Separate Spousal Surnames: Japan Business Group Says Law Must Change

Separate Spousal Surnames: Japan Business Group Says Law Must Change

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Separate spousal surnames
Picture: genzoh / PIXTA(ピクスタ)
Japanese spouses can't legally have separate last names. The head of the Keidanren, Japan's most powerful business group, says that's impeding the success of women in Japanese business - and he's calling on the government to fix it.

In Japan, a Meiji-era law adopted from Europe means that Japanese couples have to use a single last name. Recently, there’s been growing support behind changing this. This week, the head of Japan’s largest business association threw his hat into the ring, saying that not allowing couples to use separate spousal surnames poses a “business risk.”

Chairman calls for “swift” action

Picture: Ryuji / PIXTA(ピクスタ)

Tokura Masakazu made the group’s policy known at a press conference on June 10th. The Japan Business Federation, or Keidanren, is the most powerful of Japan’s three major business groups for large corporations, with its head unofficially regarded as the country’s “prime minister of business.”

Currently, Japan requires Japanese nationals who marry to select either the husband’s or the wife’s surname as their joint legal last name. (The law does not apply to married foreign nationals living in Japan or Japanese people married to foreign nationals.) While couples can choose either spouse’s name in theory, in 95% of cases, they choose the husband’s name.

Several large companies enable employees – mainly women – to use their maiden names for business purposes. However, the Federation argued, this creates a mismatch, as they still can’t use their maiden names on important financial documents, such as bank accounts and credit cards.

The law, Tokura argued, also creates confusion when working internationally, as other major economic powers don’t have such a law on their books. People can also suspect women of fraud because their legal and business names don’t match up.

At the press conference, Tokura argued that the confusion created by the law hinders women from advancing their careers in business. That creates a “business risk” that makes fixing the law “an important topic,” he said.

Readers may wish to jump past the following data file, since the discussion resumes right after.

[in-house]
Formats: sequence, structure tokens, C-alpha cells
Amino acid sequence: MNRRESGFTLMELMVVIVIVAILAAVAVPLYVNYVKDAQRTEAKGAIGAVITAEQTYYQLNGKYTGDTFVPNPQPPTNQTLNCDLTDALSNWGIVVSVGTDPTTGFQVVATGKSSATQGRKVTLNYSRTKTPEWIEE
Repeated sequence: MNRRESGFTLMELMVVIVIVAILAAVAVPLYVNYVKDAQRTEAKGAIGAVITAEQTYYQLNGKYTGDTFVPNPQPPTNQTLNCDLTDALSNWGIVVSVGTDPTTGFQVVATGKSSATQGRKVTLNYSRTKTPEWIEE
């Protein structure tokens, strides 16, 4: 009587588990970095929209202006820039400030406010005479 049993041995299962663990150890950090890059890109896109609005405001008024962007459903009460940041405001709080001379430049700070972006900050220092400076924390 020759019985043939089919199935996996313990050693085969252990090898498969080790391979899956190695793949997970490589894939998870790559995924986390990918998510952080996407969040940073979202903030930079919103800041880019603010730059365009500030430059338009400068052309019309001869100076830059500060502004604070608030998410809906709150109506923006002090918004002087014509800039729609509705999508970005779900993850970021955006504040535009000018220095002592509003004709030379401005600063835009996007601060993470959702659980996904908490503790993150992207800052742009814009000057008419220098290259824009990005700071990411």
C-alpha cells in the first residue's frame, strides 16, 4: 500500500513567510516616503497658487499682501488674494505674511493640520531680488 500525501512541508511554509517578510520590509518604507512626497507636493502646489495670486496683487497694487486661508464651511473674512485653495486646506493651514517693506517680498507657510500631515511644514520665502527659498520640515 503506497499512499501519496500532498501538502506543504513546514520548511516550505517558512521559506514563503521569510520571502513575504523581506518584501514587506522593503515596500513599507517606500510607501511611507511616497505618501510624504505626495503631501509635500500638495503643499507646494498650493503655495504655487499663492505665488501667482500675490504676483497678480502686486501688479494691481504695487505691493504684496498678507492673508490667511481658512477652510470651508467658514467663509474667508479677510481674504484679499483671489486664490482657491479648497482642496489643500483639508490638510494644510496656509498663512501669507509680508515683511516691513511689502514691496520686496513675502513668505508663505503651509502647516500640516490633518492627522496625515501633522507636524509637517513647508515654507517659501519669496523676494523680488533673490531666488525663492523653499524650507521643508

“I’d like to see the government put forward a revision to the law swiftly so there can be a productive debate about this in the National Diet.”


It’s not the first time the Keidanren has commented on social issues. In 2023, Tokura called Japan’s lack of progress on same-sex marriage equality compared to the West “embarrassing.”

The history of the spousal surnames law

Couple sitting separately
Picture: teresa / PIXTA(ピクスタ)

The separate spousal surnames law dates back to the 1898 Civil Code and is rooted in European law of the time. Since then, every European nation that had the law on its books has removed it. That leaves Japan an outlier in the economically developed world.

Recent polling in May 2024 by NHK shows 62% of the Japanese public supports separate spousal surnames. Only 27% of those polled opposed it. Other polls, such as one in 2020 from Asahi Shimbun, show support could be as high as almost 70%.

Despite this support, the government under Liberal Democratic Party (LDP) Prime Minister Kishida Fumio continues to drag its feet on the change. While telling a Diet assembly in 2023 that he’s “never said I don’t support it,” he said the country needs “more debate” on the issue.

Others in the LDP have been more vocally opposed to changing the law. Notorious right-wing LDP lawmaker Sugita Mio shouted at another lawmaker in 2020 who proposed changing the law. Former Prime Minister Shinzo Abe made clear during his tenure that he opposed changing the law as well.

Chief Cabinet Secretary: “We need to consider the people’s voice”

Sadly, it doesn’t feel like Tokura’s call will have any effect. Asked about the Keidranren’s position at a press conference, Chief Cabinet Minister Hayashi Yoshimasa delivered the LDP’s pat reply on the issue.

“There are many opinions among the people about introducing this system. I think we need to have a serious debate and gain a wider understanding from the people.”

The line echoes similar comments the LDP has made for years around why it refuses to introduce a bill legalizing marriage equality in Japan. As with separate spousal surnames, polls show that a majority – between 60 and 70% – of people in Japan support legalizing same-sex marriage.

Never say never, though. Both the Kishida government and the LDP are currently suffering in the polls and licking their wounds after a string of election defeats. Recent polling shows support for the party dipping to a low of 25.5%, down from a high of 41.2% in October 2021. If the LDP-backed Koike Yuriko fails to win a third term for governor of Tokyo, it’s possible that party brass could decide to drive through a few popular initiatives in an attempt to regain ground.

What to read next


夫婦同姓の強制「ビジネスでリスク」 経団連、早期の別姓導入求める. Asahi Shimbun

“選択的夫婦別姓の導入 国民の意見踏まえ検討” 林官房長官. NHK News Web

「選択的夫婦別姓」賛成が62% 反対は27%に NHK世論調査. NHK News Web

夫婦別姓で首相「反対と言ったことない」 けれど、結論の時期は… Asahi Shimbun

政党支持率 自民は25.5%で政権復帰以降最低に 無党派層は44%. NHK News Web

経団連・十倉会長 性的少数者への理解増進めぐる取組に苦言. TV Asahi

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Jay Allen

Jay is a resident of Tokyo where he works as a reporter for Unseen Japan and as a technial writer. A lifelong geek, wordsmith, and language fanatic, he has level N1 certification in the Japanese Language Proficiency Test (JLPT) and is fervently working on his Kanji Kentei Level 2 certification.

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